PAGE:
When Facebook goes public later this week -- potentially commanding a lofty valuation of more than $100 billion out of the gate -- the demands on the 28-year-old Mark Zuckerberg will far outweigh any sartorial silliness about what he should or should not wear.
Not that there is any immediate pressure to perform for Wall Street given the understandable excitement about the huge number of people using Facebook every month -- a customer base now approaching some 15 percent of the world's population. But honeymoons for newly public companies only last so long. Eventually, the excitement settles, and investors start to judge a business based on how quickly the CEO taps all that potential to grow top and bottom lines.
Already, there are concerns about what happens next. Facebook suffered a slowdown in its first quarter and the company anticipates its days of hyper user-growth are behind it. Simply put, there just are not a lot of Internet users left who are likely to join Facebook.
So now comes the hard part as Zuckerberg and his top technologists turn their attention to repair cracks in a franchise that investors will demand grows fast enough to justify its valuation. In coming months, watch these three key areas in particular.
Boost the ad business, don't tick off users
Wall Street largely views Facebook as what it is -- a new kind of media company. For now, that's a fair assessment. More than 85 percent of its more than $4 billion in annual revenue comes from ads on Facebook -- mostly smallish, display ads that marketers target at Facebook users via the treasure trove of data that Facebook knows about all of us.
This is not a small business, but so far it's largely a volume play: The revenue has grown as Facebook has added so many millions of users at such a fast clip. That's hardly ideal, given that its user growth is slowing. In short, it needs to up how much revenue it wrings out of each user.
Facebook's ads, meantime, have come under intense scrutiny. Some marketers have said flat-out that they don't perform well, while other frustrated advertisers have complained that they have tried in vain to give multimillion dollar campaigns to Facebook because Facebook isn't willing to work with them to come up with new creative approaches.
The challenge is to boost Facebook's ad business without irking its users. "The day you get on Facebook and there's a giant pulsating screen is the day Zuckerberg will want to die," said Jed Williams, a senior analyst with BIA Kelsey, a research firm focused on interactive media. "That's what Yahoo and AOL are for."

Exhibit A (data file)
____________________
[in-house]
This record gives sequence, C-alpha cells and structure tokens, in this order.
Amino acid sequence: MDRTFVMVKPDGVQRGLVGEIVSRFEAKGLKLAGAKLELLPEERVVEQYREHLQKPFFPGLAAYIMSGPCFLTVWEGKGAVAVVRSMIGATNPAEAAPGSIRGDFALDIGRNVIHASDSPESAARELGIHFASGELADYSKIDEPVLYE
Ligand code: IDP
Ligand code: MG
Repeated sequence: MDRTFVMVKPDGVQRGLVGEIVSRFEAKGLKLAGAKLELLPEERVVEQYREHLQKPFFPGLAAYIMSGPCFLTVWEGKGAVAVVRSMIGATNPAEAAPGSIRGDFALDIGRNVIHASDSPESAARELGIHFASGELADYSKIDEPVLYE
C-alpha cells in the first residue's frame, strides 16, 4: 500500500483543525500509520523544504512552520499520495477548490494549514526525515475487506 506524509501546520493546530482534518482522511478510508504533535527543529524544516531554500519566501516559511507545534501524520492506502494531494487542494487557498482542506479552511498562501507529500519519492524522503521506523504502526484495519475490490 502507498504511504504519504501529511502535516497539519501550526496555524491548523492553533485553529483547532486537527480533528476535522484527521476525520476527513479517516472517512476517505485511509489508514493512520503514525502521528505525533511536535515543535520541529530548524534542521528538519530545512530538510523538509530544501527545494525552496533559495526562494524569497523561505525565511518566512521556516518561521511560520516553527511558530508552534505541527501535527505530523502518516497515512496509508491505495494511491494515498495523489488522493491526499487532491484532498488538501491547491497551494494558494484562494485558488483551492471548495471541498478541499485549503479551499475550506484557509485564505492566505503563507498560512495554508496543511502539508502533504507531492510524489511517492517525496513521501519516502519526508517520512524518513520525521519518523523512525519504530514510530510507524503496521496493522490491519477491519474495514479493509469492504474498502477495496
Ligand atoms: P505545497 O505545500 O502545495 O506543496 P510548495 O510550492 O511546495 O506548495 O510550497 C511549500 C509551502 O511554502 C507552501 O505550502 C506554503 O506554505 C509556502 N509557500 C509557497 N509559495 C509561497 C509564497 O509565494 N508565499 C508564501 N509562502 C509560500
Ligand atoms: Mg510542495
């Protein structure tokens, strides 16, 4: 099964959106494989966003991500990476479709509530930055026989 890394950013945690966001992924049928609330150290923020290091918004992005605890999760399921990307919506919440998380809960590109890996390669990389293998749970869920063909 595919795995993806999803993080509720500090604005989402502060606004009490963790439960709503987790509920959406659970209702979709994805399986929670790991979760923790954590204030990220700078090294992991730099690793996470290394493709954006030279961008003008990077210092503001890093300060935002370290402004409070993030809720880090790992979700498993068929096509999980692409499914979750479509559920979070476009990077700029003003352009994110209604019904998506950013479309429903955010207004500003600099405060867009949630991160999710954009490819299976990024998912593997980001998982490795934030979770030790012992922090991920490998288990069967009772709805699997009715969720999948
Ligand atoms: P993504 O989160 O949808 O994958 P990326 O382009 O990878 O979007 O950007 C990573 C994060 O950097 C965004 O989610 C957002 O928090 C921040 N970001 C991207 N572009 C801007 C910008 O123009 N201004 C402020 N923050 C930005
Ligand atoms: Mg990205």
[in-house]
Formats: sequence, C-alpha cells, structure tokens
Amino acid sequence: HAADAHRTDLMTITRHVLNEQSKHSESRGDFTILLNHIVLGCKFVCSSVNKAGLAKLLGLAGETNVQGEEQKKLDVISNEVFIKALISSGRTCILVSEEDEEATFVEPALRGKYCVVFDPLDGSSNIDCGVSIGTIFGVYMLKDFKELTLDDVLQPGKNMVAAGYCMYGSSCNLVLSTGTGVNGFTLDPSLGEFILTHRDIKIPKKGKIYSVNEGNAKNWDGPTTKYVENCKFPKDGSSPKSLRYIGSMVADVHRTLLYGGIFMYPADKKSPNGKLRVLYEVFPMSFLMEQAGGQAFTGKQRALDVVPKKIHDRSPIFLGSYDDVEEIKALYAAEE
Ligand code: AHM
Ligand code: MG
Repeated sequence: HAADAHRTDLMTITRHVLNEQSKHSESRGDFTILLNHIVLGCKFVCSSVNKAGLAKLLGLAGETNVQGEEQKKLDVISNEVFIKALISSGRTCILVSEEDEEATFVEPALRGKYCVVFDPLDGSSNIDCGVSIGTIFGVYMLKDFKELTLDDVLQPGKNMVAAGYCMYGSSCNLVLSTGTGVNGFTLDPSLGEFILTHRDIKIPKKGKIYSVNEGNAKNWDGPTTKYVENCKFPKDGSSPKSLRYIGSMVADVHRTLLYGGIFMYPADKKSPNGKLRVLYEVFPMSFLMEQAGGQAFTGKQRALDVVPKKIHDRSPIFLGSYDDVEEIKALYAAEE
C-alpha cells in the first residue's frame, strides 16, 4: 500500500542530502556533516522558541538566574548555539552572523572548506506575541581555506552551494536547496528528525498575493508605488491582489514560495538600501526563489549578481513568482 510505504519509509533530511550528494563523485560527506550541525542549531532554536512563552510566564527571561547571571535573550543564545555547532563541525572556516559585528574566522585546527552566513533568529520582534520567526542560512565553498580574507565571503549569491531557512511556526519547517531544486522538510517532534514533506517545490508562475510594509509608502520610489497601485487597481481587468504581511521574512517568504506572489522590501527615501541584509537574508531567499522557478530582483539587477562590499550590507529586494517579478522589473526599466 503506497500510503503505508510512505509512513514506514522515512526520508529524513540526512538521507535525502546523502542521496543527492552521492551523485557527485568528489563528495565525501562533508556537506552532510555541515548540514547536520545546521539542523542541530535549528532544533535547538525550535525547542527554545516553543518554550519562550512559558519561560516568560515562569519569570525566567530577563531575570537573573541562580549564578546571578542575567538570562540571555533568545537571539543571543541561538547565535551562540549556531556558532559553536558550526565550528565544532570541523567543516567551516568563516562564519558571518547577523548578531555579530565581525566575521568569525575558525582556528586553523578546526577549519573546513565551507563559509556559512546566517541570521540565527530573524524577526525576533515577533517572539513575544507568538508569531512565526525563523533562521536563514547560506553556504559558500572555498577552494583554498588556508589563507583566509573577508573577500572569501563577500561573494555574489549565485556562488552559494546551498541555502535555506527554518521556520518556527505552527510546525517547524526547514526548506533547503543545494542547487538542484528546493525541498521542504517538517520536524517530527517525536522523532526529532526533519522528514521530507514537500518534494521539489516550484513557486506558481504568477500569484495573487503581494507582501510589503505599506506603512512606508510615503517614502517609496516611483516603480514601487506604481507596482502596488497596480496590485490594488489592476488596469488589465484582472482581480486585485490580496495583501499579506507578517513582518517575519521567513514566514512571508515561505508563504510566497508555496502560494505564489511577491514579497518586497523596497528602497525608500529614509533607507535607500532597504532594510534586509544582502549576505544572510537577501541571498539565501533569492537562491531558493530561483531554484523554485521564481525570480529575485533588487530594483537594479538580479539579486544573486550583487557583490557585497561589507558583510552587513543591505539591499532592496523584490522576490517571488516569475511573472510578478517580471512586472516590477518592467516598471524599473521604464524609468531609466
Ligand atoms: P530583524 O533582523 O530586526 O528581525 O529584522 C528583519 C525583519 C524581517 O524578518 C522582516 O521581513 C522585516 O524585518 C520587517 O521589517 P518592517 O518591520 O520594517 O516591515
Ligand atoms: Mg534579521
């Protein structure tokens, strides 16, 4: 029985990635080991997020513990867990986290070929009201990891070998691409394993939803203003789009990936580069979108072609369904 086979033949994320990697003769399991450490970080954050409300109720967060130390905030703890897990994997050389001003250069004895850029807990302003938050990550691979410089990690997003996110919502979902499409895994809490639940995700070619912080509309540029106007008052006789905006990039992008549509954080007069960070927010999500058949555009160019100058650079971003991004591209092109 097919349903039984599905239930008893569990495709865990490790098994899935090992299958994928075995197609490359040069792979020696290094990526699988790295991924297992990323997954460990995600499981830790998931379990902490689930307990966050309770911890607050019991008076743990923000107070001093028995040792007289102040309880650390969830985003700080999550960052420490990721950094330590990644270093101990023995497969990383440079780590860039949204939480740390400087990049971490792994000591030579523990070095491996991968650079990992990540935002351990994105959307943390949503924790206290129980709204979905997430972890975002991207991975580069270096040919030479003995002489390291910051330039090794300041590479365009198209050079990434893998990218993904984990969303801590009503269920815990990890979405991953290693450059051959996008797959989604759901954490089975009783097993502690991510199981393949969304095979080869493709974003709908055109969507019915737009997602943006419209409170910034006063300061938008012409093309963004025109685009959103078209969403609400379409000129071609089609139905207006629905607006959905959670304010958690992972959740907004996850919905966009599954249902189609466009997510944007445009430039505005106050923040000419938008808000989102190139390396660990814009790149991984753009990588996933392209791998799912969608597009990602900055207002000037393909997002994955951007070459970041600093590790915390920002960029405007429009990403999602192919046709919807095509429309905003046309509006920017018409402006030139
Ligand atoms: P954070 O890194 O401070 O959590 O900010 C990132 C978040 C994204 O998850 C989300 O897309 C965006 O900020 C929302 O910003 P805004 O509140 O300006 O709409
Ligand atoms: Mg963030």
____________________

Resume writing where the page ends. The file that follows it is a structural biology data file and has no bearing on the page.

Facebook recently expanded so-called sponsored stories on the site so that brands can create stories that show up in a news feed of fans and their friends. Facebook also started Reach Generator with a splashy debut at New York's Natural History Museum in February, which courted big advertisers. What's more, Facebook has also created a group which is specially tasked with the outreach work on Madison Avenue to improving the company's agency relations.
But it needs more if it wants to boost its ad revenue. One possibility: Facebook creates (or buys) an ad network as a way to start serving targeted ads across the Web and outside of Facebook. The potential here is vast, given how so many sites now use Facebook Connect to let consumers log on with their Facebook credentials. This gives Facebook a wealth of data, and the bet is that it comes up with powerful way to deliver different types of ads that also incorporate activity on your social network. Maybe, for instance, the pull of a clothing store ad -- on, say, the Washington Post's site -- will have more sway when you see how many of your friends "like" it.
"Facebook's in an amazing position to use the social Web to socialize everything else," said Williams. "That's what they mean at Facebook when they talk about revolutionizing ads. ...Facebook Connect tethers Facebook across the broader Web."
Mobile madness: The more people use it, the less Facebook earns
When Zuckerberg spent $1 billion to buy Instagram, he did more than shock people with the price tag. He turned a spotlight on Facebook's mobile problem. The problem is simple to understand. Mobile is where the growth is -- it now has 488 million active monthly mobile users and climbing quickly -- and Facebook thus far isn't making money from it.
The company last week amended its S-1 filing with the SEC to underscore the challenge, and Zuckerberg reportedly told potential investors last week that mobile is his top priority for 2012. As well it should be.
As an ad play, mobile is a pain. Facebook just can't surface as many ads on a phone's screen. Facebook just rolled sponsored stories to mobile News Feeds as a way to make money from mobile users, but it's too early to tell if it will gain traction. What's more, the shift to mobile is just that -- users are going to Facebook via mobile instead of via their laptop or desktop, so Facebook is losing out where it does make money.